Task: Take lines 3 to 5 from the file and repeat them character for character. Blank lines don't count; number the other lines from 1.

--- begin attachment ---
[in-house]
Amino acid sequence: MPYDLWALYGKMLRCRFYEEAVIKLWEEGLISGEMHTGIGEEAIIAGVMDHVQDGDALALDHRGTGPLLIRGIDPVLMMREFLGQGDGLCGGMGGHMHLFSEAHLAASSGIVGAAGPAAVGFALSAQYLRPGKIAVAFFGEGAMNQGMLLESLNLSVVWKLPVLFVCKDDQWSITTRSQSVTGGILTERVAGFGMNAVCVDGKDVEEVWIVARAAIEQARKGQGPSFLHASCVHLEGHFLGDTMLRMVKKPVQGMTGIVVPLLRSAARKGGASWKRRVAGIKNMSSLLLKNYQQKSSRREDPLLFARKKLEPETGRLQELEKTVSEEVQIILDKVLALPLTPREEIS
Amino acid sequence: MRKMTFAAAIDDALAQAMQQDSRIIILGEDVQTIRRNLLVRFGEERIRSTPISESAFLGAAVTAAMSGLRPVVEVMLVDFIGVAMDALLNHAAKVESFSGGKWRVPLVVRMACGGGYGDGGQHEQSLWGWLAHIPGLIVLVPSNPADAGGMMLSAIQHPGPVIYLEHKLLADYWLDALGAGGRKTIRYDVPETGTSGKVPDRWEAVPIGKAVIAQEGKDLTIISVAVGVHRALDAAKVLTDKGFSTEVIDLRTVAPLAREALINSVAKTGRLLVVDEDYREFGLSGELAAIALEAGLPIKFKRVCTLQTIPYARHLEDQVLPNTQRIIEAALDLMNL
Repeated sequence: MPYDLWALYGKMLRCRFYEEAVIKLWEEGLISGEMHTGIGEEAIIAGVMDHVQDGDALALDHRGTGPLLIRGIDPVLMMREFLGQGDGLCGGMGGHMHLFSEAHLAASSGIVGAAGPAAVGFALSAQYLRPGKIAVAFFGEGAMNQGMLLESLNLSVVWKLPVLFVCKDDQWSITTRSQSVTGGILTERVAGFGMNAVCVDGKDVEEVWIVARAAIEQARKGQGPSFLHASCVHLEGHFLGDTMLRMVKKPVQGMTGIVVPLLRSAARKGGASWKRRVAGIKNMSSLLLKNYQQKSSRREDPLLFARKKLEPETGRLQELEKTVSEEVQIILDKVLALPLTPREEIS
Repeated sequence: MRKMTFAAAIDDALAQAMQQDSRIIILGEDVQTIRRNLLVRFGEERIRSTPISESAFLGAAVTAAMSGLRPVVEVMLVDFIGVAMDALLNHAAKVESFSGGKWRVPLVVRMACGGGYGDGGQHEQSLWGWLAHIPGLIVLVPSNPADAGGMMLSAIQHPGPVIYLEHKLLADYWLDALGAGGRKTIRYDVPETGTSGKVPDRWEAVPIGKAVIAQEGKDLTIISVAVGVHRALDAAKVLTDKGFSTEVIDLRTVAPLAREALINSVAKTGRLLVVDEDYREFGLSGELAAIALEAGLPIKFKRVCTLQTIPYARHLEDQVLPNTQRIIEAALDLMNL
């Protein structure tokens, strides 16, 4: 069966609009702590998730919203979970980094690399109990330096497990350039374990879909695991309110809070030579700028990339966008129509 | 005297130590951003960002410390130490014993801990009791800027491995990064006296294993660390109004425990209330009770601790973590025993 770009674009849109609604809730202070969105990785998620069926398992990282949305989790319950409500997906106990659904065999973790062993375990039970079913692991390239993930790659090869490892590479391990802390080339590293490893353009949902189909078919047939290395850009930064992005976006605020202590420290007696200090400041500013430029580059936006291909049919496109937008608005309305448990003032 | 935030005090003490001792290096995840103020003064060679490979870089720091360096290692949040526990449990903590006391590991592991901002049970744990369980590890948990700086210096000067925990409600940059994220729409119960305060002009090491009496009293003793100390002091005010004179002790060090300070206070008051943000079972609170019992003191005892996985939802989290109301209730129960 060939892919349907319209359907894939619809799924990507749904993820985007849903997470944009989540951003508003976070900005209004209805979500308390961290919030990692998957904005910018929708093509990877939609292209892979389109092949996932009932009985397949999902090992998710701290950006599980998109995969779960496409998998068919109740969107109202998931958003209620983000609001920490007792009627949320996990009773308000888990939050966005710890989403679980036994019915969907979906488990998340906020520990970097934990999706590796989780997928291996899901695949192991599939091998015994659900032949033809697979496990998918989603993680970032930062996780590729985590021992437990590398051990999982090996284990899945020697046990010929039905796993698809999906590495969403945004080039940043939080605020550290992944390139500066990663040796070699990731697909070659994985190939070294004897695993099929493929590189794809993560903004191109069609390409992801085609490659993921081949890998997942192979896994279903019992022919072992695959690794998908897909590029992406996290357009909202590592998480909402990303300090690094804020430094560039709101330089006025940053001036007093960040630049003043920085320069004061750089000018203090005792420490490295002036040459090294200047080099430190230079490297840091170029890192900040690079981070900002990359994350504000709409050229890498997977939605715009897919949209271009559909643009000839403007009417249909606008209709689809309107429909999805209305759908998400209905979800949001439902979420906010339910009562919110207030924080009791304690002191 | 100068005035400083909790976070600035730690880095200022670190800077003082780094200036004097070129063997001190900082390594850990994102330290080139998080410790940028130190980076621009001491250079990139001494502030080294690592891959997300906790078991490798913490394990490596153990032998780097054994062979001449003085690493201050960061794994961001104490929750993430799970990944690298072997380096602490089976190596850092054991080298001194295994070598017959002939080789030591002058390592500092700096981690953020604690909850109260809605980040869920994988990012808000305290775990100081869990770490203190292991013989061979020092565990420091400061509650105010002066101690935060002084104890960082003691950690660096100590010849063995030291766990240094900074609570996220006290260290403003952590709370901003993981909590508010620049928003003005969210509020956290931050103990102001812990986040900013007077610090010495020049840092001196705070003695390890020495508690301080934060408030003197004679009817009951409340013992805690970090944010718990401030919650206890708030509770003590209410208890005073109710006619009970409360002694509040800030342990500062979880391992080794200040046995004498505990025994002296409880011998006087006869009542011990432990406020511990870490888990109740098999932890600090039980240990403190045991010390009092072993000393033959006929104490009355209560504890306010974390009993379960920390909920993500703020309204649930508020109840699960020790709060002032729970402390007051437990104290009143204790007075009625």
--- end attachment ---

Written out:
Amino acid sequence: MRKMTFAAAIDDALAQAMQQDSRIIILGEDVQTIRRNLLVRFGEERIRSTPISESAFLGAAVTAAMSGLRPVVEVMLVDFIGVAMDALLNHAAKVESFSGGKWRVPLVVRMACGGGYGDGGQHEQSLWGWLAHIPGLIVLVPSNPADAGGMMLSAIQHPGPVIYLEHKLLADYWLDALGAGGRKTIRYDVPETGTSGKVPDRWEAVPIGKAVIAQEGKDLTIISVAVGVHRALDAAKVLTDKGFSTEVIDLRTVAPLAREALINSVAKTGRLLVVDEDYREFGLSGELAAIALEAGLPIKFKRVCTLQTIPYARHLEDQVLPNTQRIIEAALDLMNL
Repeated sequence: MPYDLWALYGKMLRCRFYEEAVIKLWEEGLISGEMHTGIGEEAIIAGVMDHVQDGDALALDHRGTGPLLIRGIDPVLMMREFLGQGDGLCGGMGGHMHLFSEAHLAASSGIVGAAGPAAVGFALSAQYLRPGKIAVAFFGEGAMNQGMLLESLNLSVVWKLPVLFVCKDDQWSITTRSQSVTGGILTERVAGFGMNAVCVDGKDVEEVWIVARAAIEQARKGQGPSFLHASCVHLEGHFLGDTMLRMVKKPVQGMTGIVVPLLRSAARKGGASWKRRVAGIKNMSSLLLKNYQQKSSRREDPLLFARKKLEPETGRLQELEKTVSEEVQIILDKVLALPLTPREEIS
Repeated sequence: MRKMTFAAAIDDALAQAMQQDSRIIILGEDVQTIRRNLLVRFGEERIRSTPISESAFLGAAVTAAMSGLRPVVEVMLVDFIGVAMDALLNHAAKVESFSGGKWRVPLVVRMACGGGYGDGGQHEQSLWGWLAHIPGLIVLVPSNPADAGGMMLSAIQHPGPVIYLEHKLLADYWLDALGAGGRKTIRYDVPETGTSGKVPDRWEAVPIGKAVIAQEGKDLTIISVAVGVHRALDAAKVLTDKGFSTEVIDLRTVAPLAREALINSVAKTGRLLVVDEDYREFGLSGELAAIALEAGLPIKFKRVCTLQTIPYARHLEDQVLPNTQRIIEAALDLMNL